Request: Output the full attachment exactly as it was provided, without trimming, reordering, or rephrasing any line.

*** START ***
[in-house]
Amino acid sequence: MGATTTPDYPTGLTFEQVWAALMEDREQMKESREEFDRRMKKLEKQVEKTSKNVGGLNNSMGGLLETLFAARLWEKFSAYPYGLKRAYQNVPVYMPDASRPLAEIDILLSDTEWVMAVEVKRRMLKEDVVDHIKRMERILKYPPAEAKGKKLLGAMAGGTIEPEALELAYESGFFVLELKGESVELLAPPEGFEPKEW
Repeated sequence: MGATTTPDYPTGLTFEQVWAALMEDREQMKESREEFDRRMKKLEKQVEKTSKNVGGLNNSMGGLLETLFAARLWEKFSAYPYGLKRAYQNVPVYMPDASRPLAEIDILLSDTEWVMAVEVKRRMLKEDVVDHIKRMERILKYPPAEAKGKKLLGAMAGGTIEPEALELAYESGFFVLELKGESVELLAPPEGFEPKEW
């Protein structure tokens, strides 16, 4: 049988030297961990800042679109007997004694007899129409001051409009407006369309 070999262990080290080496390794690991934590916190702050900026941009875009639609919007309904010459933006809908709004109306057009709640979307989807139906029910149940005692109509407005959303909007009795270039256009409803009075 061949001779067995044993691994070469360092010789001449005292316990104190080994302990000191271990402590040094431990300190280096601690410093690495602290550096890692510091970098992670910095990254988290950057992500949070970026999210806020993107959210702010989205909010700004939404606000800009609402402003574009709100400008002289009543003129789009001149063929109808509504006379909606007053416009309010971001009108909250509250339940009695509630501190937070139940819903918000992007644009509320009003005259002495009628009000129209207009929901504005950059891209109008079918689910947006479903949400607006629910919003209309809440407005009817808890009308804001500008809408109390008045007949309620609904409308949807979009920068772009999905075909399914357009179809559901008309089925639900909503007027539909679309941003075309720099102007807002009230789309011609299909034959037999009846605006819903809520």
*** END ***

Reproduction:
[in-house]
Amino acid sequence: MGATTTPDYPTGLTFEQVWAALMEDREQMKESREEFDRRMKKLEKQVEKTSKNVGGLNNSMGGLLETLFAARLWEKFSAYPYGLKRAYQNVPVYMPDASRPLAEIDILLSDTEWVMAVEVKRRMLKEDVVDHIKRMERILKYPPAEAKGKKLLGAMAGGTIEPEALELAYESGFFVLELKGESVELLAPPEGFEPKEW
Repeated sequence: MGATTTPDYPTGLTFEQVWAALMEDREQMKESREEFDRRMKKLEKQVEKTSKNVGGLNNSMGGLLETLFAARLWEKFSAYPYGLKRAYQNVPVYMPDASRPLAEIDILLSDTEWVMAVEVKRRMLKEDVVDHIKRMERILKYPPAEAKGKKLLGAMAGGTIEPEALELAYESGFFVLELKGESVELLAPPEGFEPKEW
């Protein structure tokens, strides 16, 4: 049988030297961990800042679109007997004694007899129409001051409009407006369309 070999262990080290080496390794690991934590916190702050900026941009875009639609919007309904010459933006809908709004109306057009709640979307989807139906029910149940005692109509407005959303909007009795270039256009409803009075 061949001779067995044993691994070469360092010789001449005292316990104190080994302990000191271990402590040094431990300190280096601690410093690495602290550096890692510091970098992670910095990254988290950057992500949070970026999210806020993107959210702010989205909010700004939404606000800009609402402003574009709100400008002289009543003129789009001149063929109808509504006379909606007053416009309010971001009108909250509250339940009695509630501190937070139940819903918000992007644009509320009003005259002495009628009000129209207009929901504005950059891209109008079918689910947006479903949400607006629910919003209309809440407005009817808890009308804001500008809408109390008045007949309620609904409308949807979009920068772009999905075909399914357009179809559901008309089925639900909503007027539909679309941003075309720099102007807002009230789309011609299909034959037999009846605006819903809520």